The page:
They covet fields, and seize them;
houses, and take them away;
they oppress householder and house,
people and their inheritance. 

And if that weren't enough to convince the average reader of Scripture, I can go on, with examples from other biblical prophets.

Hab. 2.9    “Alas for you who get evil gain for your houses,
setting your nest on high
to be safe from the reach of harm!” 
Zeph. 1.13 Their wealth shall be plundered,
and their houses laid waste.
Though they build houses,
they shall not inhabit them;
though they plant vineyards,

they shall not drink wine from them.
Hag. 1.4 Is it a time for you yourselves to live in your paneled houses, while this house lies in ruins? 

You get the point. I hope. The Bible is a big book, with lots of content, but if there is one long-standing social ethic that weaves its way through the entirety of Scripture from beginning to end, it is a concern for grave wealth disparity that leaves the poor oppressed and burdened while the wealthy give comfortably on the backs of the poor.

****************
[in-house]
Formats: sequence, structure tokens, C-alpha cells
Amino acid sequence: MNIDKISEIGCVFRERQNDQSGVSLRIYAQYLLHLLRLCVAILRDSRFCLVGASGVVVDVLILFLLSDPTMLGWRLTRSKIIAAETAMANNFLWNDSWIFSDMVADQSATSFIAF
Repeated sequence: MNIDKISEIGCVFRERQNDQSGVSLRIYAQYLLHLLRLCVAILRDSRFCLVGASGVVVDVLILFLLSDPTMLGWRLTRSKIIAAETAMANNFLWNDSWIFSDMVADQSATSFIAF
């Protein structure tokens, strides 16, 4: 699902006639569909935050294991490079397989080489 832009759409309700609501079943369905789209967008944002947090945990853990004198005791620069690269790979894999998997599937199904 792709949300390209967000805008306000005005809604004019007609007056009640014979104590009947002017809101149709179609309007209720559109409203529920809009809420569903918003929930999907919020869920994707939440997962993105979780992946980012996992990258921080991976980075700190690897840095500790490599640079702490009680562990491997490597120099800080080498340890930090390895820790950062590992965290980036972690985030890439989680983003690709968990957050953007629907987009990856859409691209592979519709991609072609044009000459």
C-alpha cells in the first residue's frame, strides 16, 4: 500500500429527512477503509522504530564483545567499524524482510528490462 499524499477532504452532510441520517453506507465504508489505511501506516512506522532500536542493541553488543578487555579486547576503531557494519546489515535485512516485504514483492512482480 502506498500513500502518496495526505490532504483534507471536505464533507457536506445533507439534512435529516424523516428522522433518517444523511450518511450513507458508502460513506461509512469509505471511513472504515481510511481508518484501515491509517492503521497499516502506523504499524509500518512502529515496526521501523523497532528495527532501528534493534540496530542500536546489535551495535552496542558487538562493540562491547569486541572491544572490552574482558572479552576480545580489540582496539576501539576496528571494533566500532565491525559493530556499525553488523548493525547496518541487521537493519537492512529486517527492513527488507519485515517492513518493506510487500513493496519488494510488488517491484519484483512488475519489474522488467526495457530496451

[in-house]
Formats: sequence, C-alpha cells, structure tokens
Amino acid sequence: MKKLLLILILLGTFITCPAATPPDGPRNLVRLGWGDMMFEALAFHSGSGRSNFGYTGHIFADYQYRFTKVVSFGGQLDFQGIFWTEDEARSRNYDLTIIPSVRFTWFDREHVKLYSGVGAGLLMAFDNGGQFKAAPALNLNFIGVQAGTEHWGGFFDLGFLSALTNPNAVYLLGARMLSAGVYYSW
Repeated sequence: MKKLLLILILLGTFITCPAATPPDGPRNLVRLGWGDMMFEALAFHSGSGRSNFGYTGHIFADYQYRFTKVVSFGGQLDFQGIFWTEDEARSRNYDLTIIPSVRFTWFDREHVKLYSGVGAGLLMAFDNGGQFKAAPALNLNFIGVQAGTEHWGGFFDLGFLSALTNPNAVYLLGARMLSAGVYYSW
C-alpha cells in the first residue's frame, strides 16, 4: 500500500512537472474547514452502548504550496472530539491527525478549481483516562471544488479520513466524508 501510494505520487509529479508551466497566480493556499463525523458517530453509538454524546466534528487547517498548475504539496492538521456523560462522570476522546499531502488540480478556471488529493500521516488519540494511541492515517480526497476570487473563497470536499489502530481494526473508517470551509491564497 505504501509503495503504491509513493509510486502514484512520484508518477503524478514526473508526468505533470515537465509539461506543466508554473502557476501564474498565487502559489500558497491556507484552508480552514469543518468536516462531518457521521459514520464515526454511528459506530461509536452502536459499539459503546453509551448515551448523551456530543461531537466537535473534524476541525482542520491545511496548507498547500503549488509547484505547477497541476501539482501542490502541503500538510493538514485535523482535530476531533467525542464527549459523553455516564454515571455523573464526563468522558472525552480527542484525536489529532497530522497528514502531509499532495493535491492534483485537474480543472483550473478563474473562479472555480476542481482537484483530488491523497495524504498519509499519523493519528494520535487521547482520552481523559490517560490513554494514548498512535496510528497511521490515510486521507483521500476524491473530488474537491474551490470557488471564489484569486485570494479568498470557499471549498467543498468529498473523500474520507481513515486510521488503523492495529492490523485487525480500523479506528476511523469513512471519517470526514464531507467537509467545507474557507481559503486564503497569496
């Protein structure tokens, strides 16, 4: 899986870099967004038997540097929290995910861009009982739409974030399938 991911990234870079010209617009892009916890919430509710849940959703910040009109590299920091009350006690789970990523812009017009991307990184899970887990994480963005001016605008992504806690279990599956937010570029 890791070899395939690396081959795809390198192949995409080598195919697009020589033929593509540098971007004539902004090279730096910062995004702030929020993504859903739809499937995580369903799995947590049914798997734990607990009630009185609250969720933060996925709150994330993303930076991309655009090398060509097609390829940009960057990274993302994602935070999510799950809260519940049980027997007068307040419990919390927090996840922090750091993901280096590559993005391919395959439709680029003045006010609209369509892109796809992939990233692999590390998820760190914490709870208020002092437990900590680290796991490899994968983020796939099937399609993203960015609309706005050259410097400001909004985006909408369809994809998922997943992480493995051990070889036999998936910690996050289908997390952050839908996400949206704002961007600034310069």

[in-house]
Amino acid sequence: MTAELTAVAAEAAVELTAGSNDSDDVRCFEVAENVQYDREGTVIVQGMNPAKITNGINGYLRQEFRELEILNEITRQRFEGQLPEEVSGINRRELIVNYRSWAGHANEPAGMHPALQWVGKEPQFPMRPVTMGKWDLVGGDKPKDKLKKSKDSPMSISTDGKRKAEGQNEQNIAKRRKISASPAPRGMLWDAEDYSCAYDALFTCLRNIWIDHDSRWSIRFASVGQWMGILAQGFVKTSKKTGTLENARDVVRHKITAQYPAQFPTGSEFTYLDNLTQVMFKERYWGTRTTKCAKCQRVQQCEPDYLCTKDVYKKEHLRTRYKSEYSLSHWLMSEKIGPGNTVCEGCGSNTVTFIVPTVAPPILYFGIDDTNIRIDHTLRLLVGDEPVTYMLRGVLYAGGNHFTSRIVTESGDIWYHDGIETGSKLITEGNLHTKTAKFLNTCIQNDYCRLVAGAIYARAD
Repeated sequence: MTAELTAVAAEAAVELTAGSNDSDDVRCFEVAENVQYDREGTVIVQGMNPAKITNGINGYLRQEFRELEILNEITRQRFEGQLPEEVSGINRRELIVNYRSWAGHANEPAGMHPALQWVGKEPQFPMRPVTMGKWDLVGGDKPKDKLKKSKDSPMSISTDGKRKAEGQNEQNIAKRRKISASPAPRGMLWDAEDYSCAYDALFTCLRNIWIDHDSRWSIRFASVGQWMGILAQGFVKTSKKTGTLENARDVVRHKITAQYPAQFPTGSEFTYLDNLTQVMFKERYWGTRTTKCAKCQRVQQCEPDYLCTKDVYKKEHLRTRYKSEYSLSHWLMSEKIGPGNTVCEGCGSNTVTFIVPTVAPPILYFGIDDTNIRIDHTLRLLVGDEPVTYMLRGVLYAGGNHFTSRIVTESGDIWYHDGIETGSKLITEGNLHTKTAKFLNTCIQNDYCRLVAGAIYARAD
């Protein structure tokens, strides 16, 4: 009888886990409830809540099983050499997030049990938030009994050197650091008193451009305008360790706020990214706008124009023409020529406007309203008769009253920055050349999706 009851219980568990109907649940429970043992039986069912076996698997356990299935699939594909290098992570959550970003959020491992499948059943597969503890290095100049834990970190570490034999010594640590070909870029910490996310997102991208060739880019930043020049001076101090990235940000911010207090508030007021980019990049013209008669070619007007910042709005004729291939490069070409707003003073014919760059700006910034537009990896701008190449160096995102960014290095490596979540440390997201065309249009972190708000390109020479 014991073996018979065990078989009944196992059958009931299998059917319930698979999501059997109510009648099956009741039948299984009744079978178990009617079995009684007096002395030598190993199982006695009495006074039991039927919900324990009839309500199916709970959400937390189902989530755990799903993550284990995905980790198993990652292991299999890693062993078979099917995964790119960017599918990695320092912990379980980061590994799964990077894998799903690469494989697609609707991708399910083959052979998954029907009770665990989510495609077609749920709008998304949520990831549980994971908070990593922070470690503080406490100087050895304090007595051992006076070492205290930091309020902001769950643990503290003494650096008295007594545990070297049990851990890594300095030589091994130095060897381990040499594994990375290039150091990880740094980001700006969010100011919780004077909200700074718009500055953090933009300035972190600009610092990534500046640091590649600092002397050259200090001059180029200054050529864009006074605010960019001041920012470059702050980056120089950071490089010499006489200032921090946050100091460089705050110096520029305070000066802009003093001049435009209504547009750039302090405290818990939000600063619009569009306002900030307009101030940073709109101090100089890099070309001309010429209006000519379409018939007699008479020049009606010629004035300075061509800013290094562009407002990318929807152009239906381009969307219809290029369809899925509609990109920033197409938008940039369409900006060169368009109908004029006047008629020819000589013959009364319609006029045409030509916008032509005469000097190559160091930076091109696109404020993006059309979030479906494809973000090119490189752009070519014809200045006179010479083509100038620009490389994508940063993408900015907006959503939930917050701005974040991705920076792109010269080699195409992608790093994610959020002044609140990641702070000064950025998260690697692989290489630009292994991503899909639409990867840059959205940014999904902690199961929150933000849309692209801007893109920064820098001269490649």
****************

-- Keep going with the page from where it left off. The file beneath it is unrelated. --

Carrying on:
In fact, the vision of Scripture includes God's direct intervention and reversal of this trend. Mary sings about it in the Magnificat, the rich brought down and the lowly lifted up. Or as the Psalms have it, God raises up weak and lowly, and gives the people as a whole instruction to do the same.

Psa. 82.3 Give justice to the weak and the orphan;
maintain the right of the lowly and the destitute. 

There's a lot to talk about in our nation as we seek to implement a health plan that offers real health and healing resources for all people. But if the Christian voice is going to be in the mix, it needs to operate out of some of these basic principles: the fundamental responsibility to heal and provide relief for the poor; the clear moral concern in Scripture about wealth disparity; a deep concern about health care being a source for getting rich; and the call for the community of faith to align itself with God, who raises up the widow and the orphan AND brings down those in high places.

The warning is clear. God's going to do it, and when God does, you want to be on the right side.

Luke 1: 52 He has brought down the powerful from their thrones,
and lifted up the lowly; 
53 he has filled the hungry with good things,

and sent the rich away empty.